The consumption of animal flesh (whether meat, fowl or fish) or the use of animal products (leather goods, products of bone-processing, eggs and cheese) is unethical, unaesthetic, uneconomic, and without nutritional justification. It may be considered unethical because human beings should not needlessly kill sentient animals. The consumption of animal flesh is not the most economic method of obtaining the highest yield of nutritional products from agricultural land. The economic and social costs of meat consumption include hugely inefficient use of freshwater and land, heavy pollution from livestock faeces, rising rates of heart disease and other degenerative illnesses and spreading destruction of forests.
Between 1950 and 2000, per capita consumption of meat around the globe more than doubled. A European study has shown that regular meat eaters are more likely to become fat. In China, a recent shift to meat-heavy diets has been linked to increases in obesity, cardiovascular disease, breast cancer and colorectal cancer. It is not fully understood what are the health implications for people who eat the flesh of animals that have been fed on genetically modified food, hormones and antibiotics.
In the USA, the number of animals slaughtered annually for food is estimated at between 4.5 and 6 billion. In 1989, the average person in the USA consumed just under 100 kg of meat annually. Calculated in whole lives, both human and animal, an average North American family consumes: 12 cattle, 1 calf, 2 lambs, 29 pigs, 984 chickens, and 37 turkeys. In the UK in 1987 the number included: 4 million cattle, 60,000 calves, 13.5 million sheep, and over 15 million pigs.
90% of land in Europe and America is used to raise fodder for animals; this area is 14 times more than that required to supply a vegetarian diet of the same protein and calorific value. At least eight vegetarians could be fed with the same quantity of grain as is required to produce stock feed for one average meat-eating person. Then there is the water consumption. To produce 1 kg of feedlot beef requires 7 kg of feed grain, which takes 7,000 kg of water to grow. In the USA, 70 percent of all the wheat, corn and other grain produced feeds livestock.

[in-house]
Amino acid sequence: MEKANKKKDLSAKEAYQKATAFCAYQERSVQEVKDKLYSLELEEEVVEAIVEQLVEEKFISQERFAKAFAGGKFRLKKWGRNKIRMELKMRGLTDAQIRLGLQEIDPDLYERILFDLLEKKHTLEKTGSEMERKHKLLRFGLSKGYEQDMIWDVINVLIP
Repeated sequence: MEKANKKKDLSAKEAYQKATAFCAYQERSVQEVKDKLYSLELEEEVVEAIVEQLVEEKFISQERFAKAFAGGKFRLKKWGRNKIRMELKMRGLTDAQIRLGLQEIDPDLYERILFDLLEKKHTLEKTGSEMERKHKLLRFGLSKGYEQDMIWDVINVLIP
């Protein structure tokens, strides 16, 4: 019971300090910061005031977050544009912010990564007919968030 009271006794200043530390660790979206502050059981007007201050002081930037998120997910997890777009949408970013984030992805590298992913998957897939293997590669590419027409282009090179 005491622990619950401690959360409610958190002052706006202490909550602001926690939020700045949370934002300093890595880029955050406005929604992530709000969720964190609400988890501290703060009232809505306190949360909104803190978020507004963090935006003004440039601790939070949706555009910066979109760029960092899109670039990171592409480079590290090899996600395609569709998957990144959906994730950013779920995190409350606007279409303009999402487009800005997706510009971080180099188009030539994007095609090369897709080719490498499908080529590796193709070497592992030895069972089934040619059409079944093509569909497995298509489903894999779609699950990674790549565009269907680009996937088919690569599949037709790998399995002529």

In recent years, livestock waste has been implicated in massive fish kills and outbreaks of such diseases as pfiesteria, which causes memory loss, confusion and acute skin burning in people exposed to contaminated water. In the USA, livestock now produce 130 times as much waste as people do. Just one pig farm in Utah, for example, produces more sewage that the city of Los Angeles.
Meat is not necessary for human survival. Its production involves a long and cruel process of forced imprisonment, biological manipulation, transportation over long distances in overcrowded and unsanitary conditions, followed by a violent death in a slaughterhouse.
The animal-centred view, while trying to take a higher moral ground, seldom takes into account the suffering of a carrot or potato being boiled alive. For animals, even human animals, to live, they must kill other living things. Plants, too, are dependent on the death and decomposition of living matter. Only in this larger recognition of interdependence of death and life can a meaningful decision about meat eating be made.